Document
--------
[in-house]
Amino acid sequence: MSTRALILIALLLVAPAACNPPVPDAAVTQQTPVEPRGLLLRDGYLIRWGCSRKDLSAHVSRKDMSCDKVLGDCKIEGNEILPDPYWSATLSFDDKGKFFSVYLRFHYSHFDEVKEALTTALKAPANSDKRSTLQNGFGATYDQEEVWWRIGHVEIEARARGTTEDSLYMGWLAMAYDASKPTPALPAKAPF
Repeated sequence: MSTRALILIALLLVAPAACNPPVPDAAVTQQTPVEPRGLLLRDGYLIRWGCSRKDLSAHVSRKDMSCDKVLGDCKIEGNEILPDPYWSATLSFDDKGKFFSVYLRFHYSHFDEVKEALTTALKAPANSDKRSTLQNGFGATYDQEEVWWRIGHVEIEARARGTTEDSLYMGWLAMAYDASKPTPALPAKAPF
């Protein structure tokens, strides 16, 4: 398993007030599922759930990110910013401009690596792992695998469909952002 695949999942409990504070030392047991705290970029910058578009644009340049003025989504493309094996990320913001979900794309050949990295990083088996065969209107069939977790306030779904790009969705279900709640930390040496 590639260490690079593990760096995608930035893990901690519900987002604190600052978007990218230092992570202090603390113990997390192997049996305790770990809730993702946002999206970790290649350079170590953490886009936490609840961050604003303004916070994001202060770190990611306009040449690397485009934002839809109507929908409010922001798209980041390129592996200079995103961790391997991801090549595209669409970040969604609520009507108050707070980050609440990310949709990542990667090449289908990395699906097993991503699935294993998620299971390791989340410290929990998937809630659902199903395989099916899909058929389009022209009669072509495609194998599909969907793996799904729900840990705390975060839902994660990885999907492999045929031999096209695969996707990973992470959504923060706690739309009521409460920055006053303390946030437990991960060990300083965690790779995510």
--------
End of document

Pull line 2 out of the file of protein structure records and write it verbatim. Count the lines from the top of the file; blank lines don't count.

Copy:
Amino acid sequence: MSTRALILIALLLVAPAACNPPVPDAAVTQQTPVEPRGLLLRDGYLIRWGCSRKDLSAHVSRKDMSCDKVLGDCKIEGNEILPDPYWSATLSFDDKGKFFSVYLRFHYSHFDEVKEALTTALKAPANSDKRSTLQNGFGATYDQEEVWWRIGHVEIEARARGTTEDSLYMGWLAMAYDASKPTPALPAKAPF